Very young women diagnosed with breast cancer may be more likely to have persisting physical and psychological problems years after cancer, according to a new study by researchers at UCLA's Jonsson Cancer Center.
In a survey of nearly 600 women who were all age 50 or younger when they first were diagnosed with breast cancer, researchers found that the majority of women report they have a good quality of life an average of six years after their diagnosis. Yet, the youngest women in the study - those who were between 25 and 34 when they were diagnosed-showed greater changes in energy and poorer emotional functioning than the women in the study who were older at diagnosis.
The study was published in the Journal of Clinical Oncology.
"There is a positive message here that overall function is going to be good for the majority of younger women who survive breast cancer. Yet there are subgroups who may be at more risk for problems," said Dr. Patricia Ganz, director of the Division of Cancer Prevention and Control at UCLA's Jonsson Cancer Center and lead author of the study. "The youngest women report persistent energy loss and psychological difficulties. They are a group that doctors and others need to target for intervention."
Other problems include early menopause, loss of ability to have children, and depression. "It is important for us to acknowledge that many symptoms and problems persist long beyond the acute phase of breast cancer treatment," Ganz said.
This is the first large, multi-ethnic study to have detailed descriptive information about what younger breast cancer survivors are experiencing.
"You can imagine if you get cancer at 30 years of age and no one else in your family has had it, and you have to go through all this treatment with uncertainty about the outcome, that there's going to be a sort of sword of Damocles hanging over your head," Ganz said. "So that's what these findings talk about; for these younger women especially, there are fear and vulnerability, feelings of being 'out of control' and not being able 'to trust the world,' even after they have successfully completed treatment."
"At first it is hard because the only thing you can focus on is getting through the treatments-and hanging on to your life," said Cynthia Lauren, a study participant who was 37 when she was diagnosed with breast cancer. "But once that is over, you begin to realize the more subtle changes and losses that come along with the diagnosis. For me, I lost my fertility, but didn't really get to deal with it until later."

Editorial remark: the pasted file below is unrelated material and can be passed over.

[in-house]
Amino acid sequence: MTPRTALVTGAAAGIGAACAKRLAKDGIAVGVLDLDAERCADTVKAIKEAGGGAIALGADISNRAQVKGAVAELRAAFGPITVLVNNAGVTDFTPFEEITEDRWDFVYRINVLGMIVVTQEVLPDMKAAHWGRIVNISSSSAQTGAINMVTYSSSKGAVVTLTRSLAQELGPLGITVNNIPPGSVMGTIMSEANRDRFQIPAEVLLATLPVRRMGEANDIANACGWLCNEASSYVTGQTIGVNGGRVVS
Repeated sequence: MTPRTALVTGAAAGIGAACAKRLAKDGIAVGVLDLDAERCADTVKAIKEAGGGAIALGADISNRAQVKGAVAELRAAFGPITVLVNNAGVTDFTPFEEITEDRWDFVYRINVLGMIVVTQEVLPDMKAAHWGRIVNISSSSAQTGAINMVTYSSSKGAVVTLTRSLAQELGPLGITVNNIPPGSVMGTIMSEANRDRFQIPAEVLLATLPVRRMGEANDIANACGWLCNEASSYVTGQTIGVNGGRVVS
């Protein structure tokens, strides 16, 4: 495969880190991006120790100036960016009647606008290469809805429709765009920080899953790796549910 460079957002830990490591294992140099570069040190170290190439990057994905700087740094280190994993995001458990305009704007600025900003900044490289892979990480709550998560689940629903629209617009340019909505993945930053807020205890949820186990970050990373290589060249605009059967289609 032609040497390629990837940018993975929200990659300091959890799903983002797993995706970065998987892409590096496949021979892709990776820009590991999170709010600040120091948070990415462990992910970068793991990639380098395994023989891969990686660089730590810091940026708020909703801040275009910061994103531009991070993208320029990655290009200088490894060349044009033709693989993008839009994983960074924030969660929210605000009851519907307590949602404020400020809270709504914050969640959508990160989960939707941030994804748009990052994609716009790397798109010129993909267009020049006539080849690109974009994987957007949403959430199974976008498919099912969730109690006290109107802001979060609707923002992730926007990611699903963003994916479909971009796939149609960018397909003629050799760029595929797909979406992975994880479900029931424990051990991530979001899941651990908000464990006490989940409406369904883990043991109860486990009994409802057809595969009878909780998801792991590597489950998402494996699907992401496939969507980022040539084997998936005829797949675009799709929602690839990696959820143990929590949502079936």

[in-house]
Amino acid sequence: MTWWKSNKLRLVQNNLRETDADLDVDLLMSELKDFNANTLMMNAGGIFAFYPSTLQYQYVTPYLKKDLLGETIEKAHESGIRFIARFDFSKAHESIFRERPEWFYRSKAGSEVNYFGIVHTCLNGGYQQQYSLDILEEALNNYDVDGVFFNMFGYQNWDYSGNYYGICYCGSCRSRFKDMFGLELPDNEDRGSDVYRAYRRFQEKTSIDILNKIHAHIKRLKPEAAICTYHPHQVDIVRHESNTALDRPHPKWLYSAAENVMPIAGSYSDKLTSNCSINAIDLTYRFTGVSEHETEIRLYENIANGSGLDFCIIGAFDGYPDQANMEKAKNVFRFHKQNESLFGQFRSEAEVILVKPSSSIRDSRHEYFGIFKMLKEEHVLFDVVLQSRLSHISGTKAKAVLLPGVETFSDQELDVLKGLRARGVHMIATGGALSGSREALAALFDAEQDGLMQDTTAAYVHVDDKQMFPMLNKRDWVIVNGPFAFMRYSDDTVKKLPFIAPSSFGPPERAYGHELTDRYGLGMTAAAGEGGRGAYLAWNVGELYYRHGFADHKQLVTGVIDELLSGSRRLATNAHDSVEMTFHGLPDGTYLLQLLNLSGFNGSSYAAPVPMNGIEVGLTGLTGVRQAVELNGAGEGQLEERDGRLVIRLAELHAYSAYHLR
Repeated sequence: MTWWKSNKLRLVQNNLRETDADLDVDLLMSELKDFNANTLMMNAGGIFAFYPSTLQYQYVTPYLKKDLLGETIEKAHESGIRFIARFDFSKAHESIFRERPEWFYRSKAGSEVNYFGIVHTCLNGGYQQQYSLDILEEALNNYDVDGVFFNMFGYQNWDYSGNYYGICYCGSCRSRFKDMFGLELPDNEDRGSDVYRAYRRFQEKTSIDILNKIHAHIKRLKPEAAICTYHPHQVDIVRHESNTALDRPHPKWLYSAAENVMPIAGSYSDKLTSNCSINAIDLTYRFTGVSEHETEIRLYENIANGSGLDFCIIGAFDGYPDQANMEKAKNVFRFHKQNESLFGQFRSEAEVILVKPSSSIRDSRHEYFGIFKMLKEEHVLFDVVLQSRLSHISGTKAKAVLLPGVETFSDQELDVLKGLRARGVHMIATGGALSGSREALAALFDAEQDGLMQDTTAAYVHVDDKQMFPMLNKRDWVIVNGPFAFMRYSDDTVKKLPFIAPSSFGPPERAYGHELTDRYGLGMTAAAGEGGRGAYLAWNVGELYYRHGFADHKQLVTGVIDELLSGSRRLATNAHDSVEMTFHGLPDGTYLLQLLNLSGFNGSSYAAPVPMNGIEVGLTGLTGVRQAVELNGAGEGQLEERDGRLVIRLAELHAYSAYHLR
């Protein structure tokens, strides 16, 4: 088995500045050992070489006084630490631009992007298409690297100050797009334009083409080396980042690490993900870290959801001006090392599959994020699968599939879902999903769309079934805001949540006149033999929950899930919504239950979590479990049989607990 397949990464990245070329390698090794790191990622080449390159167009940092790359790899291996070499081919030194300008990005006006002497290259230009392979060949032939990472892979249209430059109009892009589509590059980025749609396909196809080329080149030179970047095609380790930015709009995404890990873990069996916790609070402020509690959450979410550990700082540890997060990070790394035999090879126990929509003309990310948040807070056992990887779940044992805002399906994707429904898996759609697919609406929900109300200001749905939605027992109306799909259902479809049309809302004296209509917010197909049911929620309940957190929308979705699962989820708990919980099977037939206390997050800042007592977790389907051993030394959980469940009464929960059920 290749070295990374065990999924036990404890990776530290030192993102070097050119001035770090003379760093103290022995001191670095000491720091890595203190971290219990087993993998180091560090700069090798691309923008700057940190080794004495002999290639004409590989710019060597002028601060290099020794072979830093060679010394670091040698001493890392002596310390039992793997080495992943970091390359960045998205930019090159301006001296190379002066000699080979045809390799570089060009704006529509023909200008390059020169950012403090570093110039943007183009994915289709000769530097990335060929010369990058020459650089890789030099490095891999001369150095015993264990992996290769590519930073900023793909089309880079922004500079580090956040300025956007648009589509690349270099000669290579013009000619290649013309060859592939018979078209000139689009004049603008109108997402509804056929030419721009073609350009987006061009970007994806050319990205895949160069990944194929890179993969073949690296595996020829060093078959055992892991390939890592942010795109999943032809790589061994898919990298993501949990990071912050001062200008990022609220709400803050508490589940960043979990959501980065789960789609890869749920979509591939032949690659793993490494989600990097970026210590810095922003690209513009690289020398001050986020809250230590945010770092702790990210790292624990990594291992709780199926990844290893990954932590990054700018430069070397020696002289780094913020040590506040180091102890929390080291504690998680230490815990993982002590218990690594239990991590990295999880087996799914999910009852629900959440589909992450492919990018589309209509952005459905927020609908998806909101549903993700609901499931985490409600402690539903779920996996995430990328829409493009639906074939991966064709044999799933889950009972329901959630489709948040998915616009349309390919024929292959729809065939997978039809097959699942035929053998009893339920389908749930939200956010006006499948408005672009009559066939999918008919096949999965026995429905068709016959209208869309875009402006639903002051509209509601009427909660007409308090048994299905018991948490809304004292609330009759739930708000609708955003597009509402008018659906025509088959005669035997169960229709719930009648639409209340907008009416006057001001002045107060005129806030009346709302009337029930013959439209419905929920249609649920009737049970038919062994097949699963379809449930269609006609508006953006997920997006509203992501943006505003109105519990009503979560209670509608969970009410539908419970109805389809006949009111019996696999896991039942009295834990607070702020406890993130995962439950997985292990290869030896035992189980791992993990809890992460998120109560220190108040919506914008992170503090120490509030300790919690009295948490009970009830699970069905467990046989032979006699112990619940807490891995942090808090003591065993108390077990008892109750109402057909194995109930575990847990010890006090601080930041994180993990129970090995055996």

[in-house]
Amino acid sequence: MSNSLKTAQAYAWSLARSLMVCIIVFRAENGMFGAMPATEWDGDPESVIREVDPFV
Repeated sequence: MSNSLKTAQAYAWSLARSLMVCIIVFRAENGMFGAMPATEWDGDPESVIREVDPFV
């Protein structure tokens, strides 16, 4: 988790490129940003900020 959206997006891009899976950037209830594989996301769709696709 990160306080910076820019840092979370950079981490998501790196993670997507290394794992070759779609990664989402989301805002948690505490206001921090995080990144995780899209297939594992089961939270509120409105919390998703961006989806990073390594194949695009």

Now, 10 years after treatment, the Santa Monica resident is still learning to cope with those changes. "Sometimes, even though it is behind me now, it is still tough to get up in the morning and deal with the little aggravations of life while trying to remember and hang on to the big picture: I had cancer and I have survived."
More than 200,000 women in the United States will be diagnosed with breast cancer in 2003; of those, 25 percent will be women under age 50. The National Cancer Institute estimates that there are about 2.5 million breast cancer survivors living in the United States today.
"The other thing that we examined was whether or not there were any other factors that predicted how women assessed their overall health. What we found was that women who were college graduates or had higher education perceived themselves as having better health, while women who had gone through menopause as a result of the cancer thought their health was poorer," Ganz said.
The study also supports some results seen in prior studies conducted by Ganz and her colleagues. "Previous studies suggested that African-American women reported better quality of life after breast cancer than other ethnic groups, and experienced more positive meaning from the cancer experience. The current study confirmed the earlier findings and to see those results in a second independent sample suggests it is an accurate observation," Ganz said.
Journal of Clinical Oncology, November 15, 2003
University of California, Los Angeles (http://www.mednet.ucla.edu)